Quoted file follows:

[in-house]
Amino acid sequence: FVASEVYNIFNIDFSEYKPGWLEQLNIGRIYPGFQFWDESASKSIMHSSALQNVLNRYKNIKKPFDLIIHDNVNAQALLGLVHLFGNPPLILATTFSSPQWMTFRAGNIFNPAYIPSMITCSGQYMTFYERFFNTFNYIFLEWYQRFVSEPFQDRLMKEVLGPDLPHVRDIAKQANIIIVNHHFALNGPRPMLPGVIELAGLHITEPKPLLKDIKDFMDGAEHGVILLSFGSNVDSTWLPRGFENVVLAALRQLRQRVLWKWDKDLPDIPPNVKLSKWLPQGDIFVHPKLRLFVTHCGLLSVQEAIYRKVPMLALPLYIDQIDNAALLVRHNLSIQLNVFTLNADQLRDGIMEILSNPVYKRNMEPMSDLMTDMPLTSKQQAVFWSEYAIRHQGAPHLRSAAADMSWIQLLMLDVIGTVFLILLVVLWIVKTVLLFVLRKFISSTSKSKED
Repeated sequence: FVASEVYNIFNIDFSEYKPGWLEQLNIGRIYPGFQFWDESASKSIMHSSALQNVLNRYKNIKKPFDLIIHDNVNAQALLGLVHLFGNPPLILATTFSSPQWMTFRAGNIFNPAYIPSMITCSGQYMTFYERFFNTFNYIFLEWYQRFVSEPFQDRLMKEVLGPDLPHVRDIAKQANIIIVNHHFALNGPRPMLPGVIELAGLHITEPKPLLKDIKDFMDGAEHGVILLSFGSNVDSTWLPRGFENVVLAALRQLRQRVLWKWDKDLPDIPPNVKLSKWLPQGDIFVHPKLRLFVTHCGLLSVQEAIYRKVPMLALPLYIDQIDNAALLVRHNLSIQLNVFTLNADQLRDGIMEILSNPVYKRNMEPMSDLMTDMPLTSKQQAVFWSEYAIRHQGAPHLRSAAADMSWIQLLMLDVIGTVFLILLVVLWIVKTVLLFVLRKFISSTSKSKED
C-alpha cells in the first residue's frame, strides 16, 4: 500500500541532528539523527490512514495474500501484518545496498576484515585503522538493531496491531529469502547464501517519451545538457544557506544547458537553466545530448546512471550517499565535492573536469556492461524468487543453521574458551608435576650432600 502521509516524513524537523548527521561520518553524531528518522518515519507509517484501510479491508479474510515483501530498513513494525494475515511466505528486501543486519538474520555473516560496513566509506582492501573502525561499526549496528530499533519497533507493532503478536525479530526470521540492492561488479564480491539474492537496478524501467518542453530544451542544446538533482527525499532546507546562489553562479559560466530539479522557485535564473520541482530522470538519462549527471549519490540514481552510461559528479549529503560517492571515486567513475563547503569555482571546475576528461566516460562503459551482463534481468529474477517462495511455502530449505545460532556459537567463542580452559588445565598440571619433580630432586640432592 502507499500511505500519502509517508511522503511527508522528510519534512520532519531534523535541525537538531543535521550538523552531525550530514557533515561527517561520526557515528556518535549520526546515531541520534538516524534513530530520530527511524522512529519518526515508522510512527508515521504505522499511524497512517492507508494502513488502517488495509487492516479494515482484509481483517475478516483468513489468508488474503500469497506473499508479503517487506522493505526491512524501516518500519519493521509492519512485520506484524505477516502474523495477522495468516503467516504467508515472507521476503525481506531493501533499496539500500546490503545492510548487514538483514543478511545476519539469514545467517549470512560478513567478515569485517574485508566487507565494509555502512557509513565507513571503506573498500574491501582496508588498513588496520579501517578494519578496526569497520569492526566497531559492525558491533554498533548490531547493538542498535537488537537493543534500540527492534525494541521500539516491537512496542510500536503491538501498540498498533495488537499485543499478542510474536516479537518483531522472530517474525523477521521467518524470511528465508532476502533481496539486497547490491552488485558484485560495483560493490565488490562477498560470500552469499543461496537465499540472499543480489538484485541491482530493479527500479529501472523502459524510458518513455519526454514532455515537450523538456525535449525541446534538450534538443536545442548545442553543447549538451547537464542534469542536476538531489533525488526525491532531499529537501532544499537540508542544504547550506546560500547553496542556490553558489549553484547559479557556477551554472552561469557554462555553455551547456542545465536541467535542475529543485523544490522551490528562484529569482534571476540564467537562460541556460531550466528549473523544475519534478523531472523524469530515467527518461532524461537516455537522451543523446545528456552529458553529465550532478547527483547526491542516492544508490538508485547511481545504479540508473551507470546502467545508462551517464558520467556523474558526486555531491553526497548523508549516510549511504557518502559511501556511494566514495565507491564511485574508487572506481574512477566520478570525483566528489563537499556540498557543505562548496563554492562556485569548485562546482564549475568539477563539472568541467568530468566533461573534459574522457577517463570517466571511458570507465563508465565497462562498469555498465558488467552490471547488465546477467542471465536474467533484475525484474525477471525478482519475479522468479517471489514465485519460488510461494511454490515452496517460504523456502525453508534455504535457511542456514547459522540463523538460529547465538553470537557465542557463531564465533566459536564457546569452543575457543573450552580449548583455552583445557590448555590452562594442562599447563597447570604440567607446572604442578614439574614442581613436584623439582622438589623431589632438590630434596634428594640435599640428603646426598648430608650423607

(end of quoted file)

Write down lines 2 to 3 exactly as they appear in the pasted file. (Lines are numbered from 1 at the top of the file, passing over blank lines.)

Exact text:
Amino acid sequence: FVASEVYNIFNIDFSEYKPGWLEQLNIGRIYPGFQFWDESASKSIMHSSALQNVLNRYKNIKKPFDLIIHDNVNAQALLGLVHLFGNPPLILATTFSSPQWMTFRAGNIFNPAYIPSMITCSGQYMTFYERFFNTFNYIFLEWYQRFVSEPFQDRLMKEVLGPDLPHVRDIAKQANIIIVNHHFALNGPRPMLPGVIELAGLHITEPKPLLKDIKDFMDGAEHGVILLSFGSNVDSTWLPRGFENVVLAALRQLRQRVLWKWDKDLPDIPPNVKLSKWLPQGDIFVHPKLRLFVTHCGLLSVQEAIYRKVPMLALPLYIDQIDNAALLVRHNLSIQLNVFTLNADQLRDGIMEILSNPVYKRNMEPMSDLMTDMPLTSKQQAVFWSEYAIRHQGAPHLRSAAADMSWIQLLMLDVIGTVFLILLVVLWIVKTVLLFVLRKFISSTSKSKED
Repeated sequence: FVASEVYNIFNIDFSEYKPGWLEQLNIGRIYPGFQFWDESASKSIMHSSALQNVLNRYKNIKKPFDLIIHDNVNAQALLGLVHLFGNPPLILATTFSSPQWMTFRAGNIFNPAYIPSMITCSGQYMTFYERFFNTFNYIFLEWYQRFVSEPFQDRLMKEVLGPDLPHVRDIAKQANIIIVNHHFALNGPRPMLPGVIELAGLHITEPKPLLKDIKDFMDGAEHGVILLSFGSNVDSTWLPRGFENVVLAALRQLRQRVLWKWDKDLPDIPPNVKLSKWLPQGDIFVHPKLRLFVTHCGLLSVQEAIYRKVPMLALPLYIDQIDNAALLVRHNLSIQLNVFTLNADQLRDGIMEILSNPVYKRNMEPMSDLMTDMPLTSKQQAVFWSEYAIRHQGAPHLRSAAADMSWIQLLMLDVIGTVFLILLVVLWIVKTVLLFVLRKFISSTSKSKED